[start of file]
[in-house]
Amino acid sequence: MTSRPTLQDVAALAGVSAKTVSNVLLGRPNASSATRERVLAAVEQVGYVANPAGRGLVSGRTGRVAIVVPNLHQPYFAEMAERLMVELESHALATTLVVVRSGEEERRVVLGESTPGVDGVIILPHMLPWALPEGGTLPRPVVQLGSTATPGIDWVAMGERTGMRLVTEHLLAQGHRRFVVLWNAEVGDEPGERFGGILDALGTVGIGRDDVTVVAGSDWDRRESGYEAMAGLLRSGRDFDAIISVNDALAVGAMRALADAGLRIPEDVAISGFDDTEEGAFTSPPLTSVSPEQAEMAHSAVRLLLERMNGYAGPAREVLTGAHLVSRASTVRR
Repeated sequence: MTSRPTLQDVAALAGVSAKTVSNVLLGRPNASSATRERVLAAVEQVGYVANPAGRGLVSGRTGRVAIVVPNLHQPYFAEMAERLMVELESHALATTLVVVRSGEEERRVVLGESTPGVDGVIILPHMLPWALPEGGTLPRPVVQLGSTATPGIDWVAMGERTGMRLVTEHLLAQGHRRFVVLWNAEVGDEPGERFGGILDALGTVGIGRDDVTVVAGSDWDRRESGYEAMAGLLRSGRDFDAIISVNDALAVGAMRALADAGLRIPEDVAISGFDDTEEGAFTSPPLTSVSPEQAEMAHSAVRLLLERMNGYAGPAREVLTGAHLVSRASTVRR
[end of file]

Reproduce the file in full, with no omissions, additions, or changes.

[in-house]
Amino acid sequence: MTSRPTLQDVAALAGVSAKTVSNVLLGRPNASSATRERVLAAVEQVGYVANPAGRGLVSGRTGRVAIVVPNLHQPYFAEMAERLMVELESHALATTLVVVRSGEEERRVVLGESTPGVDGVIILPHMLPWALPEGGTLPRPVVQLGSTATPGIDWVAMGERTGMRLVTEHLLAQGHRRFVVLWNAEVGDEPGERFGGILDALGTVGIGRDDVTVVAGSDWDRRESGYEAMAGLLRSGRDFDAIISVNDALAVGAMRALADAGLRIPEDVAISGFDDTEEGAFTSPPLTSVSPEQAEMAHSAVRLLLERMNGYAGPAREVLTGAHLVSRASTVRR
Repeated sequence: MTSRPTLQDVAALAGVSAKTVSNVLLGRPNASSATRERVLAAVEQVGYVANPAGRGLVSGRTGRVAIVVPNLHQPYFAEMAERLMVELESHALATTLVVVRSGEEERRVVLGESTPGVDGVIILPHMLPWALPEGGTLPRPVVQLGSTATPGIDWVAMGERTGMRLVTEHLLAQGHRRFVVLWNAEVGDEPGERFGGILDALGTVGIGRDDVTVVAGSDWDRRESGYEAMAGLLRSGRDFDAIISVNDALAVGAMRALADAGLRIPEDVAISGFDDTEEGAFTSPPLTSVSPEQAEMAHSAVRLLLERMNGYAGPAREVLTGAHLVSRASTVRR